• the translation includes special terminology or jargon such as advanced scientific, medical, or technical texts.
    • the translation is part of a larger set of documents that should maintain consistent terminology across all documents. 
    While a format like TBX exists for glossaries many tools use simple tab-delimited of comma separated files (CSV), the later can be opened in a spreadsheet if needed. A collection of open glossaries organized by language is available at
  4. Translation Memory - As a translator works on an expanding body of documents it is likely that she will come across the same exact phrases over and over again. Each time a translation memory system comes across a phrase or group of words that have already been translated it will automatically replace the phrase with the previous translation. Open source translation memory systems include OmegaT ( and Anaphraseus ( Google's Translate Toolkit ( and Lingotek ( proprietary translation memory systems.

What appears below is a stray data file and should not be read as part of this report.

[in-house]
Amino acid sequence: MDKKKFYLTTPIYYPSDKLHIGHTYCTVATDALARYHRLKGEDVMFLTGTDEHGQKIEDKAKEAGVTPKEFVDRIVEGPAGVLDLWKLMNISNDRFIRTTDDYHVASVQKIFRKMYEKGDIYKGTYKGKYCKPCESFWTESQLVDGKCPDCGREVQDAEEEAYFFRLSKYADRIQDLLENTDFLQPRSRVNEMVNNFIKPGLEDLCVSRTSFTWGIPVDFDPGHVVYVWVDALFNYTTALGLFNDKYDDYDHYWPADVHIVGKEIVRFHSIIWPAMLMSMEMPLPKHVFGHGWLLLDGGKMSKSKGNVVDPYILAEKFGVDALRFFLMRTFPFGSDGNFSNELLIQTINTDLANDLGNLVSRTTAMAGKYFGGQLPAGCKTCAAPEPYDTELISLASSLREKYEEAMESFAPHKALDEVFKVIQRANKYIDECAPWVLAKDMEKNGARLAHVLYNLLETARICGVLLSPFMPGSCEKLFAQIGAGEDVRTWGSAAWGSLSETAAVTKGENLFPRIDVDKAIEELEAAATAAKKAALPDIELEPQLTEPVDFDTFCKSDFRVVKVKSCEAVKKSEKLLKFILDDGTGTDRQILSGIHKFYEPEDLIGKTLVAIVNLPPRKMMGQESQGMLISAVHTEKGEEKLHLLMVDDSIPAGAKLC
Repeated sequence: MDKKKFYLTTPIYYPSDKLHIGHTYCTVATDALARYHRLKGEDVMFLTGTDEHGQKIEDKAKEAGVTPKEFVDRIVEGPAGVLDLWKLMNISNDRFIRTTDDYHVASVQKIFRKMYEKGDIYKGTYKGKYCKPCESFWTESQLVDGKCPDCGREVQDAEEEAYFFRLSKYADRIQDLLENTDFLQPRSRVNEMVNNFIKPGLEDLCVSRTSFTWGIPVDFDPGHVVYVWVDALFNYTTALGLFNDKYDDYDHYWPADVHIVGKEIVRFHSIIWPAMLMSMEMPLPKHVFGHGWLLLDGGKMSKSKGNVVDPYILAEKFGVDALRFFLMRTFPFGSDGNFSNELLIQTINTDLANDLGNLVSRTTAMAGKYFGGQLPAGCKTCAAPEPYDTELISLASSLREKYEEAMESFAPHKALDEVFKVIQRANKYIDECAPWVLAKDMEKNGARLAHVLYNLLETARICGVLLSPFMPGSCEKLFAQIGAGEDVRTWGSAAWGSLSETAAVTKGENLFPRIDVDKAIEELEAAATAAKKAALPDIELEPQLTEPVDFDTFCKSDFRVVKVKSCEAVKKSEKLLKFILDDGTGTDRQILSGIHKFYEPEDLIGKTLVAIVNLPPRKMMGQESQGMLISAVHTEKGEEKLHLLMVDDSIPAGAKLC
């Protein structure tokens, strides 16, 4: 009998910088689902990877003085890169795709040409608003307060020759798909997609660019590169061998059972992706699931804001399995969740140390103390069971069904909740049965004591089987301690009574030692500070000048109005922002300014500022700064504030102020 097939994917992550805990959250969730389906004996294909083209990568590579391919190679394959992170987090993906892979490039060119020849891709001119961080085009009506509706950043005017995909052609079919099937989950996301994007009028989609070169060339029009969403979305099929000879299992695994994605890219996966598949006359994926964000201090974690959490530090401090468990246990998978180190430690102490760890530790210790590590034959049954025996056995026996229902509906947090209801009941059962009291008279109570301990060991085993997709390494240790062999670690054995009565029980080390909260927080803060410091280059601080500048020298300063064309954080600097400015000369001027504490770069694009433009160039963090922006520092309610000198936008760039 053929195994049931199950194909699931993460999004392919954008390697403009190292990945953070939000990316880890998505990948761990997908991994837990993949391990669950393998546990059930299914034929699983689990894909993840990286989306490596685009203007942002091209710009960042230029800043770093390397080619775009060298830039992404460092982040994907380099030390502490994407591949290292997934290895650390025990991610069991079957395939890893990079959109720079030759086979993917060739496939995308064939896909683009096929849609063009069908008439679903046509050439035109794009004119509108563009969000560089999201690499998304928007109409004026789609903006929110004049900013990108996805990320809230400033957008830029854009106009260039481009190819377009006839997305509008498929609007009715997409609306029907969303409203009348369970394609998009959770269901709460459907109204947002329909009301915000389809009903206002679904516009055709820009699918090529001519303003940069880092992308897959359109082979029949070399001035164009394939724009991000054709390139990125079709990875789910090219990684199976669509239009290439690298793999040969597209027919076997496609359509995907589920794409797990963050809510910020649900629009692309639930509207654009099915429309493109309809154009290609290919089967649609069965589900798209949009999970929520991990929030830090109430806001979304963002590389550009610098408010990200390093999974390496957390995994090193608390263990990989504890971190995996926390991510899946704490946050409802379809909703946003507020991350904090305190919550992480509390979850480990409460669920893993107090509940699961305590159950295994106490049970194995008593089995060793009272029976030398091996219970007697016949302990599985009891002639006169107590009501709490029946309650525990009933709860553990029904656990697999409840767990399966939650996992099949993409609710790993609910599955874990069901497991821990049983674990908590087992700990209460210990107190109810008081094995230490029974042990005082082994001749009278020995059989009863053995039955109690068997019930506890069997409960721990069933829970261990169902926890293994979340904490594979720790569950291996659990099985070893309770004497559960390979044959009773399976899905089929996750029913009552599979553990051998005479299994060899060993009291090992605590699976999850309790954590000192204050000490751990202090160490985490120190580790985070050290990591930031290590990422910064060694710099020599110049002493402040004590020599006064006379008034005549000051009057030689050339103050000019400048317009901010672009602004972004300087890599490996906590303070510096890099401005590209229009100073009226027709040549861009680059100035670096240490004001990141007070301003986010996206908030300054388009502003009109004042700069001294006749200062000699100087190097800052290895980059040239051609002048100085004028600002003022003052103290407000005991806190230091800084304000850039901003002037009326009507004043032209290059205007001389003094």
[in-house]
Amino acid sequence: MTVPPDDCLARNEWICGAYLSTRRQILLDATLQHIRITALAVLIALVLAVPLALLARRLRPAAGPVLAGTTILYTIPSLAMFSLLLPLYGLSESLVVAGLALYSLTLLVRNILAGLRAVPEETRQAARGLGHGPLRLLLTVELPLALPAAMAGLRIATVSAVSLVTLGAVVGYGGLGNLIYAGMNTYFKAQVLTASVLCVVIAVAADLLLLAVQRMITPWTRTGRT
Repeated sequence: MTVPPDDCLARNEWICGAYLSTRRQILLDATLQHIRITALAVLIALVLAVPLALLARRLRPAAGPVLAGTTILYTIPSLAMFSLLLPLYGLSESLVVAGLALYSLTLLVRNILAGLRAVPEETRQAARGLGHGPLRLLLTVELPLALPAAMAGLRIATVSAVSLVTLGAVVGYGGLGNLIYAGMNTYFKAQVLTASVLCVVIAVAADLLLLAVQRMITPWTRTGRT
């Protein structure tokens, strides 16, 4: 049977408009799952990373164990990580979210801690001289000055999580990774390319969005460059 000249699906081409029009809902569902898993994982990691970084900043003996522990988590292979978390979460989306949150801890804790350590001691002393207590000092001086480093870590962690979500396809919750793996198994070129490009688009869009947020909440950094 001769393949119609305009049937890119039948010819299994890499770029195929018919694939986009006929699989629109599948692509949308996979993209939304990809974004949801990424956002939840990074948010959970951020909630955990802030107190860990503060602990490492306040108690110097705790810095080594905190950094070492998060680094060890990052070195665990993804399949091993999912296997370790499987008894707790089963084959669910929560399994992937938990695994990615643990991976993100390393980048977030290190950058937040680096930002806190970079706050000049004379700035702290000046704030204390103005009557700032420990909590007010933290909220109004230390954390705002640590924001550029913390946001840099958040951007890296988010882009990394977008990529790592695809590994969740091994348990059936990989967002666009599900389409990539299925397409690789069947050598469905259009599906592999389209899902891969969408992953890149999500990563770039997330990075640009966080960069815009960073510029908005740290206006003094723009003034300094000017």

5. Spell Check and Grammar Check - Finally, many translators use spell checkers to help the editing process and to ensure consistency in the spelling of translated words. Most open source tools will use hunspell to provide spell checking. is a server-based spell checker for projects hosted online.

Types of Workflows

Ad Hoc Translation Workflows

Most translators use one or more of the above-listed tools in an ad hoc fashion. For example, an English to Bengali translator might use Anubadok ( for machine translation, as a dictionary and Ankur's Firefox plugin ( as a spell checker.